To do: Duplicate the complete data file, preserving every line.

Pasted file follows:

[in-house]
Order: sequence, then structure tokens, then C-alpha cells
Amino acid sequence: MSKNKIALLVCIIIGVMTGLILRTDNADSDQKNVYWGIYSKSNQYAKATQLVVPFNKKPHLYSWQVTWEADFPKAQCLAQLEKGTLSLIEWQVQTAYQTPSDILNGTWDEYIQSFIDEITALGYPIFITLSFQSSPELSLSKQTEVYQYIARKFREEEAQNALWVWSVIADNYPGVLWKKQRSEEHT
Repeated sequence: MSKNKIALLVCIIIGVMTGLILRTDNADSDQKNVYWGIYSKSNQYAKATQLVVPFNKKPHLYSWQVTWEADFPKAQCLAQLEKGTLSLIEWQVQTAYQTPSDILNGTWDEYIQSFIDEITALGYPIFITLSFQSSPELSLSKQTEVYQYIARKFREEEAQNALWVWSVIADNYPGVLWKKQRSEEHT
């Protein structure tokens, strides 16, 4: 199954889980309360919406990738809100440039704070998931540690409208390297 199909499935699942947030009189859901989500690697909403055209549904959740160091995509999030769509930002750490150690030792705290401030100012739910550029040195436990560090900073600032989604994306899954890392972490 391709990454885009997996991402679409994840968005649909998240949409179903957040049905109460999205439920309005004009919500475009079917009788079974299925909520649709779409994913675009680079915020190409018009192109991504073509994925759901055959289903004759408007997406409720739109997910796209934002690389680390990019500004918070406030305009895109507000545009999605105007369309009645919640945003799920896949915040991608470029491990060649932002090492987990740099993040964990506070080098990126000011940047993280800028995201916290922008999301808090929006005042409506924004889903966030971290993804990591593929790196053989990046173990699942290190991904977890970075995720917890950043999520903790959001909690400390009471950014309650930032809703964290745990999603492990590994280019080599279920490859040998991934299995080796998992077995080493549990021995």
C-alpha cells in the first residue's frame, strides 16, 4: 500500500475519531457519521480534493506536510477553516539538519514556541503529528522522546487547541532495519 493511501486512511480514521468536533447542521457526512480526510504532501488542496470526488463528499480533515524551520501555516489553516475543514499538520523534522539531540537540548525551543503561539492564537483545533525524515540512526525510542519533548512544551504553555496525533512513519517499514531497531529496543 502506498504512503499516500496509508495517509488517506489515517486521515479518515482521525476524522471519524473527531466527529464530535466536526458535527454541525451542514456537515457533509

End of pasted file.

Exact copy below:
[in-house]
Order: sequence, then structure tokens, then C-alpha cells
Amino acid sequence: MSKNKIALLVCIIIGVMTGLILRTDNADSDQKNVYWGIYSKSNQYAKATQLVVPFNKKPHLYSWQVTWEADFPKAQCLAQLEKGTLSLIEWQVQTAYQTPSDILNGTWDEYIQSFIDEITALGYPIFITLSFQSSPELSLSKQTEVYQYIARKFREEEAQNALWVWSVIADNYPGVLWKKQRSEEHT
Repeated sequence: MSKNKIALLVCIIIGVMTGLILRTDNADSDQKNVYWGIYSKSNQYAKATQLVVPFNKKPHLYSWQVTWEADFPKAQCLAQLEKGTLSLIEWQVQTAYQTPSDILNGTWDEYIQSFIDEITALGYPIFITLSFQSSPELSLSKQTEVYQYIARKFREEEAQNALWVWSVIADNYPGVLWKKQRSEEHT
């Protein structure tokens, strides 16, 4: 199954889980309360919406990738809100440039704070998931540690409208390297 199909499935699942947030009189859901989500690697909403055209549904959740160091995509999030769509930002750490150690030792705290401030100012739910550029040195436990560090900073600032989604994306899954890392972490 391709990454885009997996991402679409994840968005649909998240949409179903957040049905109460999205439920309005004009919500475009079917009788079974299925909520649709779409994913675009680079915020190409018009192109991504073509994925759901055959289903004759408007997406409720739109997910796209934002690389680390990019500004918070406030305009895109507000545009999605105007369309009645919640945003799920896949915040991608470029491990060649932002090492987990740099993040964990506070080098990126000011940047993280800028995201916290922008999301808090929006005042409506924004889903966030971290993804990591593929790196053989990046173990699942290190991904977890970075995720917890950043999520903790959001909690400390009471950014309650930032809703964290745990999603492990590994280019080599279920490859040998991934299995080796998992077995080493549990021995």
C-alpha cells in the first residue's frame, strides 16, 4: 500500500475519531457519521480534493506536510477553516539538519514556541503529528522522546487547541532495519 493511501486512511480514521468536533447542521457526512480526510504532501488542496470526488463528499480533515524551520501555516489553516475543514499538520523534522539531540537540548525551543503561539492564537483545533525524515540512526525510542519533548512544551504553555496525533512513519517499514531497531529496543 502506498504512503499516500496509508495517509488517506489515517486521515479518515482521525476524522471519524473527531466527529464530535466536526458535527454541525451542514456537515457533509